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BOFH: Die, Robot
A serious pain in the Asimov
“A Security Robot?!” the PFY gasps. “Really?”
“Really,” the Boss nods.
“And we have no say in the matter?”
“It’s a security thing.”
“But our technical budget pays for it.”
“Our Capital budget, yes, but the operational expenses will come out of security’s budget.”
“So what sort of robot will it be – something like Robocop or something like the ‘Danger Will Robinson’ kind?” I ask.
“Or maybe the thing with twin miniguns from out of T3!” the PFY gabs excitedly, no doubt thinking how a quick BIOS upgrade could be used to speed up customer relationship meetings.
“Uhm, here’s a picture of it” the Boss says, pulling a printout of a webpage from a nest of papers.
“So more like R2D2,” the PFY sighs in disappointment.
“Something which will protect the company from now until the first stairwell,” I concur.
“No no, this is not hampered by stairwells. It can interface directly with the lift to access all floors. It has some logic.”
“Logic” the PFY says, scratching his jaw thoughtfully. “I think I’ve heard of that. So what sort of weaponry will it have? Some sort of Sidearm, A Taser, Billy Club?”
“It will be unarmed,” the Boss responds, rallying as he sees the disappointment on our faces. “But it does have a full 360 degree camera.”
“Yes, wouldn’t want to face a crim with a crowbar without a 360 degree camera,” the PFY says drily. “So what do we need this robot for anyway?”
“There’s been a spate of thefts from the executive rooms.”
“Thefts? You mean laptops, papers?!” I ask
“The nature of the thefts is inconsequential – the point is that someone’s stealing things and we need to get to the bottom of it.”
“What’s being stolen exactly?”
“Well...” the Boss says, before realising he’s going to have to come clean “>sigh< Chocolates, some demerara sugar sachets, the fancy teabags from the wooden presentation case in the board room...”
“Morning tea supplies?! We’re spending... How much are we spending?”
“Seventeen thousand, three hundred pounds.”
“SEVENTEEN THOUSAND POUNDS!!! TO PROTECT MORNING TEA SUPPLIES!!! YOU COULD BUY THEM NEW MORNING TEA SUPPLIES EVERY WEEK AND STILL NOT WASTE SEVENTEEN THOUSAND POUNDS! YOU COULD PAY SOMEONE TO WATCH THEM OVERNIGHT AND STILL NOT WASTE SEVENTEEN THOUSAND POUNDS! YOU COULD BUY A BLOODY SAFE TO KEEP THEM IN!! YOU COULD USE THE SAFE THAT’S ALREADY IN THE BOARDROOM!!!”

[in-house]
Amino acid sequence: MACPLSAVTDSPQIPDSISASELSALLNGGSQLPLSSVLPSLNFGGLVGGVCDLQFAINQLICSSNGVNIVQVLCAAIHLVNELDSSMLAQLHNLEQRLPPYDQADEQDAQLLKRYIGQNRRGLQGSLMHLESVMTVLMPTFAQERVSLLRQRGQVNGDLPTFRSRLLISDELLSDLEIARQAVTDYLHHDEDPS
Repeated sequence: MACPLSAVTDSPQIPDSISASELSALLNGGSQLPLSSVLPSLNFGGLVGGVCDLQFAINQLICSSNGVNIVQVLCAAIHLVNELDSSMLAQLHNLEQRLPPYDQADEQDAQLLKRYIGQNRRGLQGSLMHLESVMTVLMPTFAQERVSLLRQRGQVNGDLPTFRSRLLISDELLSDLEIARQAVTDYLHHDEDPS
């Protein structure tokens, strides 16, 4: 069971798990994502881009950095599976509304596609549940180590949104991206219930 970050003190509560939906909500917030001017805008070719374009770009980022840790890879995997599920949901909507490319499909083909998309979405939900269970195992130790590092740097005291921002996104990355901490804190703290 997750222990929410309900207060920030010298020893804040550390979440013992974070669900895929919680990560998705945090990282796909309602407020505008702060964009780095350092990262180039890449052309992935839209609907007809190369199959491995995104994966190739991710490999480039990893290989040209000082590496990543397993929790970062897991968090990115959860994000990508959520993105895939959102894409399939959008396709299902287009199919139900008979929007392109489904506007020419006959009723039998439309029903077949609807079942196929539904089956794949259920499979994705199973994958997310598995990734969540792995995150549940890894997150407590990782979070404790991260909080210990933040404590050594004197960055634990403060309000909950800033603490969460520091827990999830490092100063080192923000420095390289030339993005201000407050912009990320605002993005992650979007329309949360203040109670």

“Yes, but this way we get to catch the culprit and prevent crime.”
“And how is it going to catch the culprit exactly?”
“I see. And it will probably also catch the culprit reaching into his pocket for a screwdriver – moments before the camera goes blank and the hard drive containing the damning footage is removed?”
“Ah ha!” The Boss smirks. “This unit has a strong box in it which can’t be opened. And it also has evasion logic.”
“More logic,” the PFY says “Sounds pretty sneaky.”
“It is,” the Boss nods. “It learns about its environment and can pass the knowledge on to other units.”
“Oh yes! This one is a prototype, but if it works we’ll add another two to cover the building more thoroughly.”
“So the IT budget is going to be spending three times 17 thousand pounds?!” I gasp.
“Of course not. The first one is seventeen thousand pounds but the subsequent models will only be fifteen.”
“Ah well, that’s alright then!” the PFY says.
... D-Day Arrives ...
“And I now declare this robot... er... open” the Head of Security says, pushing a button on his remote control, bringing the unit to life.
As the PFY, Boss and I look on, a small and somewhat anticlimatic green light starts glowing and the robot makes its way out of the Security offices.
“It’s programmed to go from floor to floor repeatedly over the course of an evening, recording what it sees as it goes.”
“All floors?” the PFY asks.
“All the office floors yes – not B1 and B2. But from floor six to ground, then back up to six, reporting to the security offices each time it gets to ground.”
“Seems feasible I suppose,” the PFY admits grudgingly.
. . . Later that evening. . .
“And here it comes,” the PFY says quietly as the robot cruises smoothly past.
“Yes. A bit of a design flaw – a 360 degree camera that doesn’t take in views above the robot,” I say, from my position beside the PFY in the ceiling space next to the lift.
The PFY hushes me, nodding at the robot as it presses the lift call button.
“>PING< ... >TING< ... >t-tang< ... >tink< ....... >CRASH!<”
“So, no ‘logic’ to check that a lift’s actually there when the lift doors open then?” the PFY asks disappointedly.
“No, but look on the bright side – with the 360 degree camera we’ve just saved the company a couple of hundred quid on the annual lift-shaft safety survey...”
“If we weren’t going to push the boardroom safe down there after it...” the PFY says.
“Good point. So just 17 grand down the crapper then. Ah well!”